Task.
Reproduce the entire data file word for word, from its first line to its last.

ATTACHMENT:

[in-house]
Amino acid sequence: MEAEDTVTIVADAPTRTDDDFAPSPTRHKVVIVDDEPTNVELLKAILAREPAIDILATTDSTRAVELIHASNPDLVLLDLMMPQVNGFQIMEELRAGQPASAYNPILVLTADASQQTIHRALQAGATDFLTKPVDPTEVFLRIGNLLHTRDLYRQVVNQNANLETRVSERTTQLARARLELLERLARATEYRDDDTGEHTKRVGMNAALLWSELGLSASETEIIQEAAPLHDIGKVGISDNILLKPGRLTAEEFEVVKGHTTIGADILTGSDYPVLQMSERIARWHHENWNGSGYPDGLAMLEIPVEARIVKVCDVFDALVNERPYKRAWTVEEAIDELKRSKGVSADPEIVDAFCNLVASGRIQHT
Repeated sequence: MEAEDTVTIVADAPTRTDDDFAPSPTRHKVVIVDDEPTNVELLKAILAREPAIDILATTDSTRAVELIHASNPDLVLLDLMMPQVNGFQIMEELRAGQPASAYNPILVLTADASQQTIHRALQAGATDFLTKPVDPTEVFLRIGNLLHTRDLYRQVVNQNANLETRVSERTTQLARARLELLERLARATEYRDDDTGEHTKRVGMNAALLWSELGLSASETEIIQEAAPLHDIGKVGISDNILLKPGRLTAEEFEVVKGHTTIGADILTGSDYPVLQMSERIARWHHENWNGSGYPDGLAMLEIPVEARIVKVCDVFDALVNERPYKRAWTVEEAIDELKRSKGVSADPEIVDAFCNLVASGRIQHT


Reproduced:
[in-house]
Amino acid sequence: MEAEDTVTIVADAPTRTDDDFAPSPTRHKVVIVDDEPTNVELLKAILAREPAIDILATTDSTRAVELIHASNPDLVLLDLMMPQVNGFQIMEELRAGQPASAYNPILVLTADASQQTIHRALQAGATDFLTKPVDPTEVFLRIGNLLHTRDLYRQVVNQNANLETRVSERTTQLARARLELLERLARATEYRDDDTGEHTKRVGMNAALLWSELGLSASETEIIQEAAPLHDIGKVGISDNILLKPGRLTAEEFEVVKGHTTIGADILTGSDYPVLQMSERIARWHHENWNGSGYPDGLAMLEIPVEARIVKVCDVFDALVNERPYKRAWTVEEAIDELKRSKGVSADPEIVDAFCNLVASGRIQHT
Repeated sequence: MEAEDTVTIVADAPTRTDDDFAPSPTRHKVVIVDDEPTNVELLKAILAREPAIDILATTDSTRAVELIHASNPDLVLLDLMMPQVNGFQIMEELRAGQPASAYNPILVLTADASQQTIHRALQAGATDFLTKPVDPTEVFLRIGNLLHTRDLYRQVVNQNANLETRVSERTTQLARARLELLERLARATEYRDDDTGEHTKRVGMNAALLWSELGLSASETEIIQEAAPLHDIGKVGISDNILLKPGRLTAEEFEVVKGHTTIGADILTGSDYPVLQMSERIARWHHENWNGSGYPDGLAMLEIPVEARIVKVCDVFDALVNERPYKRAWTVEEAIDELKRSKGVSADPEIVDAFCNLVASGRIQHT